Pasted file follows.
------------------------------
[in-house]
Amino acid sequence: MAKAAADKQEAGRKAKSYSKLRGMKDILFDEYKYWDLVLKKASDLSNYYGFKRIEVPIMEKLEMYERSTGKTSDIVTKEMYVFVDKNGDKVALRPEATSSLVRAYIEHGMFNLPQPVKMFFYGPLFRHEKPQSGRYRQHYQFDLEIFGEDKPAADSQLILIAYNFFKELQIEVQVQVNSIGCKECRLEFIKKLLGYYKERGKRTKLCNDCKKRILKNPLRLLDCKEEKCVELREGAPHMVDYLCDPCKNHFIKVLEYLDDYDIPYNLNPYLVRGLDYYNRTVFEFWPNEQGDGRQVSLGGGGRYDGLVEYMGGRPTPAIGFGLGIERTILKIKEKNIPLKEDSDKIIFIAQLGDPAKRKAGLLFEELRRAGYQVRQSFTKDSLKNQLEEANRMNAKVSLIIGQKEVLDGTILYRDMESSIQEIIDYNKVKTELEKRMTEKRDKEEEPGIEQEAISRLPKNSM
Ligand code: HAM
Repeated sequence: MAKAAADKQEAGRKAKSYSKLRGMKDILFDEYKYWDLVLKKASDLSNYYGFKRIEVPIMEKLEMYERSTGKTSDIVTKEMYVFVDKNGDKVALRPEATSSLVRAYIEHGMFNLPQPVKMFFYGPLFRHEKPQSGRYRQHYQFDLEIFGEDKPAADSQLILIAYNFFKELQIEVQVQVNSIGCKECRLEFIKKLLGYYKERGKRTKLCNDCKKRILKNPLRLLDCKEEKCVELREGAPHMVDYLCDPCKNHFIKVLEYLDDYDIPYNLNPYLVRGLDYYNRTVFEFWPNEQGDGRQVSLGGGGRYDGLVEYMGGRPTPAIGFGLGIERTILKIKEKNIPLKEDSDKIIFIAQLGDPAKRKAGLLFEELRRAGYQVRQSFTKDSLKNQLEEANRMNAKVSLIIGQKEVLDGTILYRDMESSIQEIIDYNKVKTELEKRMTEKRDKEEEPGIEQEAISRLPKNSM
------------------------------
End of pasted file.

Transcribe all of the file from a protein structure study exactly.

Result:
[in-house]
Amino acid sequence: MAKAAADKQEAGRKAKSYSKLRGMKDILFDEYKYWDLVLKKASDLSNYYGFKRIEVPIMEKLEMYERSTGKTSDIVTKEMYVFVDKNGDKVALRPEATSSLVRAYIEHGMFNLPQPVKMFFYGPLFRHEKPQSGRYRQHYQFDLEIFGEDKPAADSQLILIAYNFFKELQIEVQVQVNSIGCKECRLEFIKKLLGYYKERGKRTKLCNDCKKRILKNPLRLLDCKEEKCVELREGAPHMVDYLCDPCKNHFIKVLEYLDDYDIPYNLNPYLVRGLDYYNRTVFEFWPNEQGDGRQVSLGGGGRYDGLVEYMGGRPTPAIGFGLGIERTILKIKEKNIPLKEDSDKIIFIAQLGDPAKRKAGLLFEELRRAGYQVRQSFTKDSLKNQLEEANRMNAKVSLIIGQKEVLDGTILYRDMESSIQEIIDYNKVKTELEKRMTEKRDKEEEPGIEQEAISRLPKNSM
Ligand code: HAM
Repeated sequence: MAKAAADKQEAGRKAKSYSKLRGMKDILFDEYKYWDLVLKKASDLSNYYGFKRIEVPIMEKLEMYERSTGKTSDIVTKEMYVFVDKNGDKVALRPEATSSLVRAYIEHGMFNLPQPVKMFFYGPLFRHEKPQSGRYRQHYQFDLEIFGEDKPAADSQLILIAYNFFKELQIEVQVQVNSIGCKECRLEFIKKLLGYYKERGKRTKLCNDCKKRILKNPLRLLDCKEEKCVELREGAPHMVDYLCDPCKNHFIKVLEYLDDYDIPYNLNPYLVRGLDYYNRTVFEFWPNEQGDGRQVSLGGGGRYDGLVEYMGGRPTPAIGFGLGIERTILKIKEKNIPLKEDSDKIIFIAQLGDPAKRKAGLLFEELRRAGYQVRQSFTKDSLKNQLEEANRMNAKVSLIIGQKEVLDGTILYRDMESSIQEIIDYNKVKTELEKRMTEKRDKEEEPGIEQEAISRLPKNSM